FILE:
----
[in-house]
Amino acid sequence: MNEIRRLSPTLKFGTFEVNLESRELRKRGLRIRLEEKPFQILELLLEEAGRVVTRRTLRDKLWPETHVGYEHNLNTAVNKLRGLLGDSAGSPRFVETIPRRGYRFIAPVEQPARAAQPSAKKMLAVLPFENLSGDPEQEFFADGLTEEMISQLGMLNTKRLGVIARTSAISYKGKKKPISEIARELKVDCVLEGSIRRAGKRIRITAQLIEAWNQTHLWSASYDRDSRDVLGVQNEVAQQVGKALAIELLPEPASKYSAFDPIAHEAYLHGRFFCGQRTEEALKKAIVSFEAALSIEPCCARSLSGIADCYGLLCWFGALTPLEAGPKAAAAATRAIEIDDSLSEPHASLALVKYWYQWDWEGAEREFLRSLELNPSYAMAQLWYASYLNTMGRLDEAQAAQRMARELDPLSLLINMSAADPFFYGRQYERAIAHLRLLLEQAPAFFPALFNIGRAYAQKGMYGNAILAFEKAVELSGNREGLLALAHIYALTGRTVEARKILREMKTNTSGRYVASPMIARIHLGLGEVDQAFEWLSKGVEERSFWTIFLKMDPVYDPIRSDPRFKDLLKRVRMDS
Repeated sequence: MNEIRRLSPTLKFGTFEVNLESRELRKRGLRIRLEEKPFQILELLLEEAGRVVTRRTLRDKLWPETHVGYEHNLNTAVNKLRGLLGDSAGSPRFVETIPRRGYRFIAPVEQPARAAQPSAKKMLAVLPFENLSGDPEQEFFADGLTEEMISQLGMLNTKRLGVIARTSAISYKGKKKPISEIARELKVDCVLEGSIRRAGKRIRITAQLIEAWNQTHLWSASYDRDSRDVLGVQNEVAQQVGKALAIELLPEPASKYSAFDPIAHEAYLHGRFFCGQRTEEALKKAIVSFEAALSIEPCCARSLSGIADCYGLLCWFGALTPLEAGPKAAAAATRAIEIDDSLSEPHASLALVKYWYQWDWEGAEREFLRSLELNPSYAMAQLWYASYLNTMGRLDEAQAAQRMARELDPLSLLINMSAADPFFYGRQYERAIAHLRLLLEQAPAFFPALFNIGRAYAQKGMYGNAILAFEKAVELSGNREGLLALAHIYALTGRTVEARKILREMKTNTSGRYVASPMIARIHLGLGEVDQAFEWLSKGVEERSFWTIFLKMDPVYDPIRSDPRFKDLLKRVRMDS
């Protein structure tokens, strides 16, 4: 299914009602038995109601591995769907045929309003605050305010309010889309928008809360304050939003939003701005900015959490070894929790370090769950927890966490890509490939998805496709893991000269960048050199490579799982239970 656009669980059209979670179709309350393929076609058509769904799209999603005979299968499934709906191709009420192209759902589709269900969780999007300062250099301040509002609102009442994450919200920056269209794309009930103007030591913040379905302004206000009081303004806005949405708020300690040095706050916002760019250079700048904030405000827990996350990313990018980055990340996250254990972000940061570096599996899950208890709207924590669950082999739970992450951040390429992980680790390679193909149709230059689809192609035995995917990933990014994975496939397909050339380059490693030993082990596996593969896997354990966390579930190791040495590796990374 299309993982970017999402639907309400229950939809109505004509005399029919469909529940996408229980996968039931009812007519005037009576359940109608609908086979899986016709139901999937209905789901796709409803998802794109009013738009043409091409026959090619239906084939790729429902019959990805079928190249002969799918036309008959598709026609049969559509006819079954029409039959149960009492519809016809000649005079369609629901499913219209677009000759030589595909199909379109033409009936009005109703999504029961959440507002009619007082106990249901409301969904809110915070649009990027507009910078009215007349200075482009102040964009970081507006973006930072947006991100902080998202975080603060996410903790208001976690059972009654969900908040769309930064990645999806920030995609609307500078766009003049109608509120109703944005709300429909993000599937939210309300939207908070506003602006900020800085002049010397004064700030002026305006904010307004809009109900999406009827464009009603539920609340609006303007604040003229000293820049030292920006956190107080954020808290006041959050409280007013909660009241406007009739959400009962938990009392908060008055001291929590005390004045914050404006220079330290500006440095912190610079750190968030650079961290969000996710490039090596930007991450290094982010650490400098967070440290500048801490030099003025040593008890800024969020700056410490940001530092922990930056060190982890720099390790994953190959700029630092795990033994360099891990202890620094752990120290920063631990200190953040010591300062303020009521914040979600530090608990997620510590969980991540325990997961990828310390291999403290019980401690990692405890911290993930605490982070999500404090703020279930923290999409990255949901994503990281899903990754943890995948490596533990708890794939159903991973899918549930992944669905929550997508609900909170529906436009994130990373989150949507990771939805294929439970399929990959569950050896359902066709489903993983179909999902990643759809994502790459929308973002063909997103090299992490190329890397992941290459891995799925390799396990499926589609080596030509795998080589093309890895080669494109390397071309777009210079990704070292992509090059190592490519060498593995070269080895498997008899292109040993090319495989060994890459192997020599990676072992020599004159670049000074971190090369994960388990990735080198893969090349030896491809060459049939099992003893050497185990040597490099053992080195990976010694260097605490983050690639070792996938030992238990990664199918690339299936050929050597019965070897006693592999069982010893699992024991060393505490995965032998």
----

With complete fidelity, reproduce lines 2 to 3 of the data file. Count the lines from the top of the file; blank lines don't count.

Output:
Amino acid sequence: MNEIRRLSPTLKFGTFEVNLESRELRKRGLRIRLEEKPFQILELLLEEAGRVVTRRTLRDKLWPETHVGYEHNLNTAVNKLRGLLGDSAGSPRFVETIPRRGYRFIAPVEQPARAAQPSAKKMLAVLPFENLSGDPEQEFFADGLTEEMISQLGMLNTKRLGVIARTSAISYKGKKKPISEIARELKVDCVLEGSIRRAGKRIRITAQLIEAWNQTHLWSASYDRDSRDVLGVQNEVAQQVGKALAIELLPEPASKYSAFDPIAHEAYLHGRFFCGQRTEEALKKAIVSFEAALSIEPCCARSLSGIADCYGLLCWFGALTPLEAGPKAAAAATRAIEIDDSLSEPHASLALVKYWYQWDWEGAEREFLRSLELNPSYAMAQLWYASYLNTMGRLDEAQAAQRMARELDPLSLLINMSAADPFFYGRQYERAIAHLRLLLEQAPAFFPALFNIGRAYAQKGMYGNAILAFEKAVELSGNREGLLALAHIYALTGRTVEARKILREMKTNTSGRYVASPMIARIHLGLGEVDQAFEWLSKGVEERSFWTIFLKMDPVYDPIRSDPRFKDLLKRVRMDS
Repeated sequence: MNEIRRLSPTLKFGTFEVNLESRELRKRGLRIRLEEKPFQILELLLEEAGRVVTRRTLRDKLWPETHVGYEHNLNTAVNKLRGLLGDSAGSPRFVETIPRRGYRFIAPVEQPARAAQPSAKKMLAVLPFENLSGDPEQEFFADGLTEEMISQLGMLNTKRLGVIARTSAISYKGKKKPISEIARELKVDCVLEGSIRRAGKRIRITAQLIEAWNQTHLWSASYDRDSRDVLGVQNEVAQQVGKALAIELLPEPASKYSAFDPIAHEAYLHGRFFCGQRTEEALKKAIVSFEAALSIEPCCARSLSGIADCYGLLCWFGALTPLEAGPKAAAAATRAIEIDDSLSEPHASLALVKYWYQWDWEGAEREFLRSLELNPSYAMAQLWYASYLNTMGRLDEAQAAQRMARELDPLSLLINMSAADPFFYGRQYERAIAHLRLLLEQAPAFFPALFNIGRAYAQKGMYGNAILAFEKAVELSGNREGLLALAHIYALTGRTVEARKILREMKTNTSGRYVASPMIARIHLGLGEVDQAFEWLSKGVEERSFWTIFLKMDPVYDPIRSDPRFKDLLKRVRMDS